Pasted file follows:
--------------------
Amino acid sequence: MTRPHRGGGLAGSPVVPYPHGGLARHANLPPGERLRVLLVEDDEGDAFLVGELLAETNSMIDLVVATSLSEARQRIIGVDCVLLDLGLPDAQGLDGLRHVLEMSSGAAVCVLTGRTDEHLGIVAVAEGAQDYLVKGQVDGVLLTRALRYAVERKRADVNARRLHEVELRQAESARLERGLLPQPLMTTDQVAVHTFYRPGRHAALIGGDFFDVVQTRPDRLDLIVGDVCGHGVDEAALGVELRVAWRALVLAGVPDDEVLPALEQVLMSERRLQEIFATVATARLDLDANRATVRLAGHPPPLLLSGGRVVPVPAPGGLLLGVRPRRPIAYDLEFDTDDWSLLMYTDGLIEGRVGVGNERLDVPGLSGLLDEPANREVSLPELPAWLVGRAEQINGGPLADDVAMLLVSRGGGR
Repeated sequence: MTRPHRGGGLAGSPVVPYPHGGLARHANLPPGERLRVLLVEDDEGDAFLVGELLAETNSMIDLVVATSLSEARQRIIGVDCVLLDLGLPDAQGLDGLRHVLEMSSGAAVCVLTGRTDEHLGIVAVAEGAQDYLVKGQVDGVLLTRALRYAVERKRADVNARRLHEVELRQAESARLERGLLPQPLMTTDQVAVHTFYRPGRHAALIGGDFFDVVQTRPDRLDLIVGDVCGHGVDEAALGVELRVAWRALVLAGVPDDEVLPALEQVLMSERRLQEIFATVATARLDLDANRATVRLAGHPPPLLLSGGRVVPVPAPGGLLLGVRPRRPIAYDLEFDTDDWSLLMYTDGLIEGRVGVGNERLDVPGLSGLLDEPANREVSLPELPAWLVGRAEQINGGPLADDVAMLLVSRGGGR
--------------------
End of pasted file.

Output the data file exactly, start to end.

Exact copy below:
Amino acid sequence: MTRPHRGGGLAGSPVVPYPHGGLARHANLPPGERLRVLLVEDDEGDAFLVGELLAETNSMIDLVVATSLSEARQRIIGVDCVLLDLGLPDAQGLDGLRHVLEMSSGAAVCVLTGRTDEHLGIVAVAEGAQDYLVKGQVDGVLLTRALRYAVERKRADVNARRLHEVELRQAESARLERGLLPQPLMTTDQVAVHTFYRPGRHAALIGGDFFDVVQTRPDRLDLIVGDVCGHGVDEAALGVELRVAWRALVLAGVPDDEVLPALEQVLMSERRLQEIFATVATARLDLDANRATVRLAGHPPPLLLSGGRVVPVPAPGGLLLGVRPRRPIAYDLEFDTDDWSLLMYTDGLIEGRVGVGNERLDVPGLSGLLDEPANREVSLPELPAWLVGRAEQINGGPLADDVAMLLVSRGGGR
Repeated sequence: MTRPHRGGGLAGSPVVPYPHGGLARHANLPPGERLRVLLVEDDEGDAFLVGELLAETNSMIDLVVATSLSEARQRIIGVDCVLLDLGLPDAQGLDGLRHVLEMSSGAAVCVLTGRTDEHLGIVAVAEGAQDYLVKGQVDGVLLTRALRYAVERKRADVNARRLHEVELRQAESARLERGLLPQPLMTTDQVAVHTFYRPGRHAALIGGDFFDVVQTRPDRLDLIVGDVCGHGVDEAALGVELRVAWRALVLAGVPDDEVLPALEQVLMSERRLQEIFATVATARLDLDANRATVRLAGHPPPLLLSGGRVVPVPAPGGLLLGVRPRRPIAYDLEFDTDDWSLLMYTDGLIEGRVGVGNERLDVPGLSGLLDEPANREVSLPELPAWLVGRAEQINGGPLADDVAMLLVSRGGGR